The burning question about DVD's

Discussion in 'Digital Photography' started by Click, Jul 13, 2003.

  1. Click

    Click Guest

    I think that many of the people who are using a burner to make CD's etc.
    have in the back of there mind the idea of upgrading to a DVD burner. The
    main thing holding many of these people back from doing so is the various
    standards that are out there.

    The main choices out there seem to be DVD-R & R/W or DVD+R & R/W. Which to
    choose? I think it was Sony (Pioneer & possible others have followed) who
    were the first to give you a recorder that can could record either of these
    formats with the implication that if you had a burner that could create
    either format then you wouldn't have a problem in the future.

    How does having this sort of dual format burner help you? Will you be able
    to play back the DVD that you create today using whatever format you choose
    on a machine that will be around in say 10 years time? If you don't know
    machine will be able to play your DVD's why create them. Isn't it about
    time that the format wars finish? Or is my argument nonsense?

    --
    Thanks in advance

    Remove the XXX to reply
     
    Click, Jul 13, 2003
    #1
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  2. Click wrote:
    > I think that many of the people who are using a burner to make CD's etc.
    > have in the back of there mind the idea of upgrading to a DVD burner. The
    > main thing holding many of these people back from doing so is the various
    > standards that are out there.
    >
    > The main choices out there seem to be DVD-R & R/W or DVD+R & R/W. Which to
    > choose? I think it was Sony (Pioneer & possible others have followed) who
    > were the first to give you a recorder that can could record either of these
    > formats with the implication that if you had a burner that could create
    > either format then you wouldn't have a problem in the future.
    >
    > How does having this sort of dual format burner help you? Will you be able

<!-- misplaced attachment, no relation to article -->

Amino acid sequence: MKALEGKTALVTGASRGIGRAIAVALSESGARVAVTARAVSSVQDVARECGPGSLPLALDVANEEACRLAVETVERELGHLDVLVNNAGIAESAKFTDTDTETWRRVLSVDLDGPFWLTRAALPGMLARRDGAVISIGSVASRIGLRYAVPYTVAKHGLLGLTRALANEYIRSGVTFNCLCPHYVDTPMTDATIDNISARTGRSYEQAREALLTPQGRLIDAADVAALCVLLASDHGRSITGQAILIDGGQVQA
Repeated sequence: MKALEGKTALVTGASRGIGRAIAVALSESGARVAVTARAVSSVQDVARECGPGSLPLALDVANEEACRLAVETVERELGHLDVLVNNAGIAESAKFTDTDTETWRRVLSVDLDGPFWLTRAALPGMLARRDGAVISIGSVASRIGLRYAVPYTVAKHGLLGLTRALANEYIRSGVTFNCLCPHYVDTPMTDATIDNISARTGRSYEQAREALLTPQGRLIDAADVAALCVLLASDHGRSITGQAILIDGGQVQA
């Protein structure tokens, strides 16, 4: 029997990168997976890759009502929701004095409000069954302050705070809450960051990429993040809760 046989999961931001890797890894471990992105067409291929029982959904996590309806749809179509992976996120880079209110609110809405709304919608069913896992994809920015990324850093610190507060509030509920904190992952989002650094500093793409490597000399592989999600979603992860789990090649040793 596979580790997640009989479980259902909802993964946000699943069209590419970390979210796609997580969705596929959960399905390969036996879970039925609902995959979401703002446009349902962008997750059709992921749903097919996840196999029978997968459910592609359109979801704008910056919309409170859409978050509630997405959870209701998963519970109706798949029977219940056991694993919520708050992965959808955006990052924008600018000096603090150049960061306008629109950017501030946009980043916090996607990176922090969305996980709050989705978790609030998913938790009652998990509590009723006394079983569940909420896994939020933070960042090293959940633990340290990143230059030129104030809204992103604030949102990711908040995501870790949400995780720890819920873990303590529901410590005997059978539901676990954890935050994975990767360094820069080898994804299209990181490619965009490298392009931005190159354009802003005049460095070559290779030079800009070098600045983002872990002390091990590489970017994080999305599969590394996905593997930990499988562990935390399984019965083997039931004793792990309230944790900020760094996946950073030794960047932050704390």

> to play back the DVD that you create today using whatever format you choose
    > on a machine that will be around in say 10 years time? If you don't know
    > machine will be able to play your DVD's why create them. Isn't it about
    > time that the format wars finish? Or is my argument nonsense?


    Don't worry so much about it. Whichever format you select it will be
    around long enough for you to use it and when something newer/better
    comes along you can move all your data to that format.

    I went with DVD+R/RW. It works fine for backing up my picture archive
    and that's all it needs to do.
     
    Andrew McDonald, Jul 14, 2003
    #2
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  3. Click

    Bob O`Bob Guest

    Click wrote:

    > How does having this sort of dual format burner help you? Will you be able
    > to play back the DVD that you create today using whatever format you choose
    > on a machine that will be around in say 10 years time? If you don't know
    > machine will be able to play your DVD's why create them. Isn't it about
    > time that the format wars finish? Or is my argument nonsense?


    Having a dual-format DVD burner means you can record both formats (duh!)
    ... so get two blank discs and record in both formats! (duh squared)

    As long as at least one is still readable, you don't have to care which one.

    CD-R is just fine. FOR NOW. Long before it's actually obsolete there will
    be something newer readily available. That's required by the definition of
    the word "obsolete." So, whatever that is, get one, and copy all your CD-Rs.

    Until then, worrying about it is mostly just bad for your health.

    In order for the "format wars" to "finish" there would have to be some
    *ultimate* technology. Then what happens when, a week later, someone
    figures out how to do even better?
    Therefore, to answer your question about nonsense - I'm afraid so.



    Bob
     
    Bob O`Bob, Jul 15, 2003
    #3
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